When the Fed’s no longer a friend

Rising interest rates force lenders to the sidelines

Clockwise from left: Miki Naftali, Josh Zegen and Matt Salem (Photo-illustration by Kevin Rebong/The Real Deal)
Clockwise from left: Miki Naftali, Josh Zegen and Matt Salem (Photo-illustration by Kevin Rebong/The Real Deal)

Two years ago, the Federal Reserve was purchasing billions in mortgage-backed securities, reducing the rate it charged banks for loans and relaxing regulations on banks. The policies led to an era of nearly free money for real estate players, and spurred a dealmaking bonanza. 

Now, some see the Fed as the problem. It increased rates to 4 percent from near zero in less than a year. Everything from construction loans to refinancings to derivatives used to hedge rate fluctuations to the warehouse lines lenders rely on has become more expensive.

This is the toughest lending environment that we’ve seen since the Global Financial Crisis,” said Mike Comparato, head of real estate at asset manager Benefit Street Partners. “Cap rates are widening, values are declining and we’re still in the middle of a repricing exercise on assets.”

A lot of people are just deer in headlights,” he added. 

Commercial mortgage-backed securities, a go-to source of financing, saw issuance drop 39 percent in the third quarter compared to the previous year, according to Trepp, which tracks securitized mortgages. Meanwhile, distress vultures are lurking. Apartment developer Patrick Carroll plans to provide up to $250 million in rescue capital to troubled apartment owners. Starwood Capital’s Barry Sternlicht said he sees incredible distressed opportunities on the horizon.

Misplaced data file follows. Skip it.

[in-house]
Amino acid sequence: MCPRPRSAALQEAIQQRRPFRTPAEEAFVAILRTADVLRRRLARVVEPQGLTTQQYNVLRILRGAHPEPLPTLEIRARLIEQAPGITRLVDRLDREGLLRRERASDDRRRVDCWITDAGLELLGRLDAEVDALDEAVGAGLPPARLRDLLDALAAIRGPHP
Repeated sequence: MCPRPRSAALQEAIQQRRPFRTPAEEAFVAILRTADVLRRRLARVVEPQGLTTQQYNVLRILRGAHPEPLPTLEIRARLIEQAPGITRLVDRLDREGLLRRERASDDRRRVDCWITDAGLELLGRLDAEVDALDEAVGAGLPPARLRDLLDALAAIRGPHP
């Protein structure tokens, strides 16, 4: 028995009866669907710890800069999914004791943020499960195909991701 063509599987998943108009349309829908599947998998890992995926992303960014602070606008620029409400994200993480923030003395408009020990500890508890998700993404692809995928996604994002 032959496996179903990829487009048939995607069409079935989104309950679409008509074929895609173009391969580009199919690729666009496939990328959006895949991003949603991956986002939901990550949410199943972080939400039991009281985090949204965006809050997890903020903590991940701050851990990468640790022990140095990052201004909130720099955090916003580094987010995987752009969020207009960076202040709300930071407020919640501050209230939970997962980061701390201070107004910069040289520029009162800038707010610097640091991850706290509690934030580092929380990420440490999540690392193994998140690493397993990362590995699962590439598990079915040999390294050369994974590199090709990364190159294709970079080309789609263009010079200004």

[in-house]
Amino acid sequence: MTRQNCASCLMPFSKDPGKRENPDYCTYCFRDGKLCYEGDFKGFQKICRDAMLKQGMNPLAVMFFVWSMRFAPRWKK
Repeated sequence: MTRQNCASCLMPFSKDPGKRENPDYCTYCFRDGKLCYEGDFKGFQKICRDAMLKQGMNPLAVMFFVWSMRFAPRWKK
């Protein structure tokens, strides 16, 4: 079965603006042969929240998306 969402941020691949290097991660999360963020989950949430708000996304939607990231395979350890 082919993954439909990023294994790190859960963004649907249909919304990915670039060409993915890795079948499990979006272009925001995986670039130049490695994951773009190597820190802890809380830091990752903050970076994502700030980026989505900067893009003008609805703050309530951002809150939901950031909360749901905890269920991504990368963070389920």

Lending may have slowed, and distressed funds are ready to pounce, but there is no blood in the streets. There are no massive portfolio sales, no large-scale defaults, no runs on banks. At least not yet.

I’m definitely not getting a sense of panic at all from the banks,” said Janice Mac Avoy, co-head of Fried Frank’s real estate litigation practice. “It’s much more: ‘Rates, they’re crazy right now, a lot of these projects that used to make sense with cheap money don’t make sense. But let’s just pause for now.’”

Can’t bank on banks

For the past 40 years, interest rates have largely fallen. Borrowers could refinance with cheaper debt than their previous loan. And since the last recession, real estate values for the most part have gone up, making lenders comfortable offering high-leverage loans.

Now, the math has changed. Rates are up and values, particularly for Class B and C office buildings, are uncertain. 

Construction lending has become especially vulnerable to this new paradigm. Lenders are cautious about taking on leverage, while assumptions about cap rates — expected rates of return on properties —  are more difficult because no one is sure how high interest rates will rise. Construction lending has the added risk that a project won’t get off the ground, leaving the lender to foreclose on the property or find another developer to finish it. 

All of this has made banks wary. 

It’s definitely much more difficult to get construction financing today,” said Miki Naftali, CEO of Naftali Group, a developer active in New York and Miami, who recently scored $385 million construction financing for its rental and condo project in waterfront Brooklyn from Bank OZK. “It’s a very small group of developers who can get financing,”

Developers are not required to go vertical, however. They can always find short-term financing to delay the project until the market settles. Land taxes are also relatively cheap compared to property taxes, leaving some owners to just sit on vacant land. The family company of the late developer Sheldon Solow owns an undeveloped parcel in Midtown Manhattan with an annual tax bill of just $1.5 million per acre, according to the Wall Street Journal.